Whites living in the southern and western states have higher rates of accidental deaths than whites in other parts of the country, which possibly stems from the "culture of honor" prevalent in these areas, according to new research.
Researchers from the University of Oklahoma define the culture of honor as "a characteristic of societies that place special emphasis on the aggressive defense of reputation," and data from two studies suggest their desire to be seen as tough and fearless might lead them to engage in risky behaviors that lead to accidental deaths.
Using data on deaths from the Centers for Disease Control and Prevention, the researchers determined that states with honor cultures had a 14 percent higher rate of accidental death than non-honor states. More rural areas in honor states had an even higher mortality rate at 19 percent. They estimate that more than 7,000 accidental deaths a year are linked to the honor culture nationwide.
"White males living in non-metropolitan areas in the U.S. in honor states are more prone to accidental deaths," said Ryan Brown, a study co-author and associate professor of social psychology at the University of Oklahoma in Norman. "They may be living with reckless abandon -- by not wearing a seat belt or a helmet, for example -- as a way of demonstrating they are tough and brave."
In a separate study, the authors found that men and women who held beliefs related to the honor code were more likely to engage in risk-taking behaviors.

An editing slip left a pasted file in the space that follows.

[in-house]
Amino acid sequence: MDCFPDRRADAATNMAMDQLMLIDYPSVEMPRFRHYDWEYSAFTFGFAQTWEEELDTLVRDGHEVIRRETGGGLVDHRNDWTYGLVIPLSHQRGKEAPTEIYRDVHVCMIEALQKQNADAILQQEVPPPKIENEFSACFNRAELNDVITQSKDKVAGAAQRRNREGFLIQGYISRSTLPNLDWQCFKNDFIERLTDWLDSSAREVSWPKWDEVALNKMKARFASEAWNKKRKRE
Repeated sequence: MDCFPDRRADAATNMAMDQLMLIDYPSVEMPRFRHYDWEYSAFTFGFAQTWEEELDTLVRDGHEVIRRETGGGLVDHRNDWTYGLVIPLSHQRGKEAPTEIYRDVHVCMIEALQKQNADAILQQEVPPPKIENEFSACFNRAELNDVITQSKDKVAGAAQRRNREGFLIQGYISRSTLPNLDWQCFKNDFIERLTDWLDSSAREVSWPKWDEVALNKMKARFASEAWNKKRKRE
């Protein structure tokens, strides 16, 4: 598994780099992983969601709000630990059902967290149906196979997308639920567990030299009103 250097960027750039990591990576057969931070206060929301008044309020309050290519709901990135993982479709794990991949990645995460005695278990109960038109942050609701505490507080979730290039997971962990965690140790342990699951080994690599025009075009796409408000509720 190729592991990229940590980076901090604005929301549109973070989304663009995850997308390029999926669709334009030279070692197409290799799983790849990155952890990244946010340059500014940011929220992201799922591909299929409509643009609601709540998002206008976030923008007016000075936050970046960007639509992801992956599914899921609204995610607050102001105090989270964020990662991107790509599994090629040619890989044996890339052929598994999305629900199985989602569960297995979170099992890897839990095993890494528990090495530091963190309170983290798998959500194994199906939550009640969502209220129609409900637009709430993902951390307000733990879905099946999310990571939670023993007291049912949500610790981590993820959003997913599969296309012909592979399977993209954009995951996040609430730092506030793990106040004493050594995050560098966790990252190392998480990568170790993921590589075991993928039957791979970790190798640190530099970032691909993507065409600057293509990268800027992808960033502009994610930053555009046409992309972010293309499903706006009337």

Experts familiar with the honor culture phenomenon say the findings are consistent with past research, although previous studies focused on homicide and other aggressive behaviors among white men toward others.
Richard Nisbett, author of "Culture of Honor: The Psychology of Violence in the South," pioneered research in this area to try and determine why insult-related homicide rates are higher in the mountain areas of the South than in other states. There are also higher rates of similar homicides in the dry plains of the Western states.
"The South has a culture of honor, which means that if you are threatened or insulted, you respond to that with violence or the threat of violence to maintain a stance as someone tough enough to take care of yourself," said Nisbett, who is also a professor of psychology at the University of Michigan in Ann Arbor.
Nisbett said the honor culture originally arose after Irish and Scottish settlers came to the southern and western United States.
"The South was settled by people who kept herds for a living. Their livelihood depended on the herd, and that herd could be stolen in an instant, so they had to do whatever they needed to do to protect it," he explained. Northern states, on the other hand, were originally settled by farmers who didn't face the same threats.
Nisbett gave some examples of how the honor culture has influenced people's behaviors:
In the 19th-century South, if a young man were courting a young woman, he would have to talk to her father and her father would ask if the young man ever did any "sparking," or put his life on the line in combat. If the young man didn't, he wouldn't be permitted to date the young woman because he wasn't considered tough enough.
Andrew Jackson, who later became the seventh U.S. president, was in 100 documented violent arguments and even killed a man in one.